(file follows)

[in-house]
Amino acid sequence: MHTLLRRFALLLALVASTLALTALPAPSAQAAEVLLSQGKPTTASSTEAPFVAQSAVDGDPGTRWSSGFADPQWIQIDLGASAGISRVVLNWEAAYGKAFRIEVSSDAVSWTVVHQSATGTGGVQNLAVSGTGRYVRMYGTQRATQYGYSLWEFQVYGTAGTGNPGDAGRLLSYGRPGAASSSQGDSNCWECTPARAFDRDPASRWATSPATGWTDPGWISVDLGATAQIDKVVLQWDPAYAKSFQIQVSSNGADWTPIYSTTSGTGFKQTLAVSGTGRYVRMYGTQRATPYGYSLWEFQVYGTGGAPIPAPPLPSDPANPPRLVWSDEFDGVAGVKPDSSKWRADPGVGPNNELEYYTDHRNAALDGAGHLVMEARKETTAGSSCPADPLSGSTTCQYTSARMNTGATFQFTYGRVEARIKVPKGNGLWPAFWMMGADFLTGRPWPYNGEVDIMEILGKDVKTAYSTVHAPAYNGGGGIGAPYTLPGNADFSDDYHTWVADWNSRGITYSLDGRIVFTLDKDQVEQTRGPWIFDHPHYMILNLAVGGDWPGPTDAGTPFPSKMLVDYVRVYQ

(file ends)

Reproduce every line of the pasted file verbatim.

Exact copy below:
[in-house]
Amino acid sequence: MHTLLRRFALLLALVASTLALTALPAPSAQAAEVLLSQGKPTTASSTEAPFVAQSAVDGDPGTRWSSGFADPQWIQIDLGASAGISRVVLNWEAAYGKAFRIEVSSDAVSWTVVHQSATGTGGVQNLAVSGTGRYVRMYGTQRATQYGYSLWEFQVYGTAGTGNPGDAGRLLSYGRPGAASSSQGDSNCWECTPARAFDRDPASRWATSPATGWTDPGWISVDLGATAQIDKVVLQWDPAYAKSFQIQVSSNGADWTPIYSTTSGTGFKQTLAVSGTGRYVRMYGTQRATPYGYSLWEFQVYGTGGAPIPAPPLPSDPANPPRLVWSDEFDGVAGVKPDSSKWRADPGVGPNNELEYYTDHRNAALDGAGHLVMEARKETTAGSSCPADPLSGSTTCQYTSARMNTGATFQFTYGRVEARIKVPKGNGLWPAFWMMGADFLTGRPWPYNGEVDIMEILGKDVKTAYSTVHAPAYNGGGGIGAPYTLPGNADFSDDYHTWVADWNSRGITYSLDGRIVFTLDKDQVEQTRGPWIFDHPHYMILNLAVGGDWPGPTDAGTPFPSKMLVDYVRVYQ